Release Date: January 20th, 2006 (City Cinemas 86th St. and Landmark Sunshine cinemas) by Warner Independent Pictures.
The Cast: Albert Brooks, Amy Ryan, Sheetal Sheth, Emma Lockhart Homie Doroodian, Jon Tenny, John Carroll Lynch.
Directed by Albert Brooks.
BASIC PREMISE: The U.S. Government gives Albert Brooks (Brooks) less than two weeks to write a 500-page report about what makes Muslim people laugh.
ENTERTAINMENT VALUE: A director who plays a different version of himself in a movie doesn’t always work. Sometimes it does work with great success, like with Woody Allen’s Hollywood Ending or with Albert Brooks’s The Muse . In both of those films, the main character had a different name from the directors. In Looking for Comedy in the Muslim World Albert Brooks calls the title character his own name to remove any doubt that he might be playing somebody else. The amusing first act has director Penny Marshall making fun of Brooks when he shows up in her office to be cast in one of her movies. When he’s out the door a minute later, he says to her, “it took me longer to find a parking space!” Back at home, his wife hands him a confidential letter from the government. He hopes it has nothing to do with the Al-Jazeera website he had briefly surfed on just out of curiosity—not a very original joke. The funniest moment is when he sits in front of the government and they explain to him why they want him to look for comedy in the Muslim world: the president has a sense of humor. Rather than travel directly to Pakistan, he goes to India where there’s a small population of Muslims. The second act in India is full of lame jokes that simply fall flat. He hires a Hindu assistant named Maya played by the beautiful Sheetal Sheth. Maya never ends up taking more than a page of notes per day—this unfunny joke repeats itself too many times. Desperate to find more opportunities for comedy, he manages to get hundreds people to show up for his stand-up routine in “The Big Show”, where Brooks’ self-deprecating humor continues. He has to learn both as a comedian and as an actor that if you try too hard to be funny, it just doesn’t work. Even a sub-plot about Maya’s jealous, over-protective boyfriend falls flat when it comes to drama and romance. The third act looses plausibility and any humor with crazy political satire. Brooks might have found a little comedy in the Muslim world, but, here in America, he has lost his comedic edge both as a writer and as a comedic actor. Now would be the time for him to call his muse.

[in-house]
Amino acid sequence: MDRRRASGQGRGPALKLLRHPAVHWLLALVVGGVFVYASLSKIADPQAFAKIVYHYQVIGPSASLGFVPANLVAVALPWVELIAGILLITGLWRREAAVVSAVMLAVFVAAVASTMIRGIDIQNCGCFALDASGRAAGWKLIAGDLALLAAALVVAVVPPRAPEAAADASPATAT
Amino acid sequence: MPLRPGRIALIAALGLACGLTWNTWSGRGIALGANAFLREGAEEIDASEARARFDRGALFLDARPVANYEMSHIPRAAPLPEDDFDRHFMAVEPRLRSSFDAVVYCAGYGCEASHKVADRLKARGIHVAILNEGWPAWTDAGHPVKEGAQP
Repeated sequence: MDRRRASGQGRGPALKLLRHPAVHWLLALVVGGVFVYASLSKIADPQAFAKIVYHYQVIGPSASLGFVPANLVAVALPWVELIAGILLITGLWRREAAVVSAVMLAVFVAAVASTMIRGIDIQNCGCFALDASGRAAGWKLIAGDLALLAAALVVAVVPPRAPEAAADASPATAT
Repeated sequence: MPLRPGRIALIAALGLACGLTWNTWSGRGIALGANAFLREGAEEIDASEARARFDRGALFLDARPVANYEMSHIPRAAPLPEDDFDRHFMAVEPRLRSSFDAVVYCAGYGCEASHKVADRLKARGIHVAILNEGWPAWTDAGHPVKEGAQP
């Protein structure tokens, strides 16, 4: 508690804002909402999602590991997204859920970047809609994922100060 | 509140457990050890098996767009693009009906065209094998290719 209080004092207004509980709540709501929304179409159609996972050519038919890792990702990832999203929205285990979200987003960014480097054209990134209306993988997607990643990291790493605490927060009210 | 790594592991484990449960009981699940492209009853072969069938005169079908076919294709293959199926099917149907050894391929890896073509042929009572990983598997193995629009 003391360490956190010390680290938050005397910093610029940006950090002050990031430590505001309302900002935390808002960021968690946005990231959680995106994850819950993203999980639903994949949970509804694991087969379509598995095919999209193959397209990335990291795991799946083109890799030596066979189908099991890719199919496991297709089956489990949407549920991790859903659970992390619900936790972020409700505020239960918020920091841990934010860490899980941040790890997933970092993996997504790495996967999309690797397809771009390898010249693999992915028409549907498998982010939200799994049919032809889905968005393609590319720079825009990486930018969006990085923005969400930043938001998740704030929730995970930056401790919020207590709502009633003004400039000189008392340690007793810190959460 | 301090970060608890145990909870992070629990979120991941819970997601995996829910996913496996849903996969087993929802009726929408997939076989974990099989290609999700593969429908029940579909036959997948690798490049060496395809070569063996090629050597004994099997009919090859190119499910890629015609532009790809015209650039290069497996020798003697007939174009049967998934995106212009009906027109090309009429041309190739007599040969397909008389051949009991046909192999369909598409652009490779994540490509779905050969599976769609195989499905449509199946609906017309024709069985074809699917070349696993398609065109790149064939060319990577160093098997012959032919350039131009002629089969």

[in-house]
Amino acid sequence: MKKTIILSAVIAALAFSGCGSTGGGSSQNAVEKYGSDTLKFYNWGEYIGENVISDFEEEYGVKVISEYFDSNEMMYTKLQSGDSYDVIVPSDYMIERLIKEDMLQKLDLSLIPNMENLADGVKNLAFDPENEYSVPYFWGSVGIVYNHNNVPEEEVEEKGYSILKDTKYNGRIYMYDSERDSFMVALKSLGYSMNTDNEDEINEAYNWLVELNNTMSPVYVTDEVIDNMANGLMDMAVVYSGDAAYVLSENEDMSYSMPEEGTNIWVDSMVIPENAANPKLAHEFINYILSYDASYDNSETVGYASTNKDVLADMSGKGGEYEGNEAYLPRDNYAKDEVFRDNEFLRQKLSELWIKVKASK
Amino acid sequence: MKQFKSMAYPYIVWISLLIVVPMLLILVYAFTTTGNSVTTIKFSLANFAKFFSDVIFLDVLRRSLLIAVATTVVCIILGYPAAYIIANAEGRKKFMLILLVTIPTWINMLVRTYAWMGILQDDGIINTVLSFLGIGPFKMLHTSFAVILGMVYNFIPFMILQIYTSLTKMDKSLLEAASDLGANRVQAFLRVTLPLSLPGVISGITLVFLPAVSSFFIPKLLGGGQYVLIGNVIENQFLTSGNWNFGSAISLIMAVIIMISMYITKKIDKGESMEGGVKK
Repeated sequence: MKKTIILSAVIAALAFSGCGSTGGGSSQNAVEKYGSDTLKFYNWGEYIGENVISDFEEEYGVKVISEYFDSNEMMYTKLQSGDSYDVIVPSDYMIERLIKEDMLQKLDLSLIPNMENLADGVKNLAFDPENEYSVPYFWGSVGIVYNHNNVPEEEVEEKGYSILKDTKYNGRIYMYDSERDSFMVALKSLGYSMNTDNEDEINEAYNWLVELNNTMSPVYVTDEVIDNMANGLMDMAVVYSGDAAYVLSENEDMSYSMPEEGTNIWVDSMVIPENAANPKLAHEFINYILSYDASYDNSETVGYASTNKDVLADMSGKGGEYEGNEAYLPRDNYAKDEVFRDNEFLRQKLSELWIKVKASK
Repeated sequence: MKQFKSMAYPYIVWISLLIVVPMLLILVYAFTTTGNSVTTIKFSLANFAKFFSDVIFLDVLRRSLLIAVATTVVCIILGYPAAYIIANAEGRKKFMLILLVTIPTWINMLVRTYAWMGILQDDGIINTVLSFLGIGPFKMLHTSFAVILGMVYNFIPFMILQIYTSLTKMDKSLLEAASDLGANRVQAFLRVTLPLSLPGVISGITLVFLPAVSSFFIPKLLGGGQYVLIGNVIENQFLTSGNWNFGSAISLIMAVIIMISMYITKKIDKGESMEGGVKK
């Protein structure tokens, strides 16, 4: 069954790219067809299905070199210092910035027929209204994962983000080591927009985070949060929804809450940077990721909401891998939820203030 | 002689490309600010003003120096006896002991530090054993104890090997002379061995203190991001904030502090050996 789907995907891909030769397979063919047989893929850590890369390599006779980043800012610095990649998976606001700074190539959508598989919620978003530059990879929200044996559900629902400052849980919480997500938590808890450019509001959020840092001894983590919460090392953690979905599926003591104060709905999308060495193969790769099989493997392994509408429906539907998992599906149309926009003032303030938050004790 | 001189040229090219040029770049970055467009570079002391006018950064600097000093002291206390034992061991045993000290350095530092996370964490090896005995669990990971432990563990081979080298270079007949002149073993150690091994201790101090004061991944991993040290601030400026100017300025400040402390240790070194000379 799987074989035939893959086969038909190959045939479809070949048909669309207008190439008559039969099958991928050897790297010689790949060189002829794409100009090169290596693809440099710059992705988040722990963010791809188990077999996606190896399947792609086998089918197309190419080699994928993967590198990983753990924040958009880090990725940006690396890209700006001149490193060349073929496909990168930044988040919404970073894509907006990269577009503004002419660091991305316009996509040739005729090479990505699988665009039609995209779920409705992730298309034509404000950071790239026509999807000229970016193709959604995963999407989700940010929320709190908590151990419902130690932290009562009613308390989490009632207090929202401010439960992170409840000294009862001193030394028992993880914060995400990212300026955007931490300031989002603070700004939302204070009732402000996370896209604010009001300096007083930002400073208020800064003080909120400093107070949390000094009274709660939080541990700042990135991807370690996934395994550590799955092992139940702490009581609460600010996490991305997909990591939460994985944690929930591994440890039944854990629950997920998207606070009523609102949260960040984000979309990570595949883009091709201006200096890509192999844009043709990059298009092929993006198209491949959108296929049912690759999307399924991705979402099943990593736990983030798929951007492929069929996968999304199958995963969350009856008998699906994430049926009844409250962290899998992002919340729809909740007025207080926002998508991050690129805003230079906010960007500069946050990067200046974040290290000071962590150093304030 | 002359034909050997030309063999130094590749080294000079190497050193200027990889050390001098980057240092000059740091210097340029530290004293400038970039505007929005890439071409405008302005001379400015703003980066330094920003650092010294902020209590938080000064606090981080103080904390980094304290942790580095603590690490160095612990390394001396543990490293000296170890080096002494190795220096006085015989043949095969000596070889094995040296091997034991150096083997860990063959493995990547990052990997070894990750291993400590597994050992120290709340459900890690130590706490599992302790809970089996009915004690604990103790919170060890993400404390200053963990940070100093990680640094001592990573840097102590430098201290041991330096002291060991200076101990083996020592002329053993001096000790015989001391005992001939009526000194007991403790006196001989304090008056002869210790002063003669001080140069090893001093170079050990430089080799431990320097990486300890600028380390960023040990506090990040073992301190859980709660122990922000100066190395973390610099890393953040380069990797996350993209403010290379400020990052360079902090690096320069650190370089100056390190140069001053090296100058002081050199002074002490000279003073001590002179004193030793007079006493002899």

SPIRITUAL VALUE: None is required or desired.
INSULT TO YOUR INTELLIGENCE: Unoriginal, repetitive jokes and an implausible third act.
NUMBER OF TIMES I CHECKED MY WATCH: 2
IN A NUTSHELL: Sporadically funny, but most of the jokes fall flat along with any desperate attempts for satire.
RECOMMENDED WAY TO WATCH: TV
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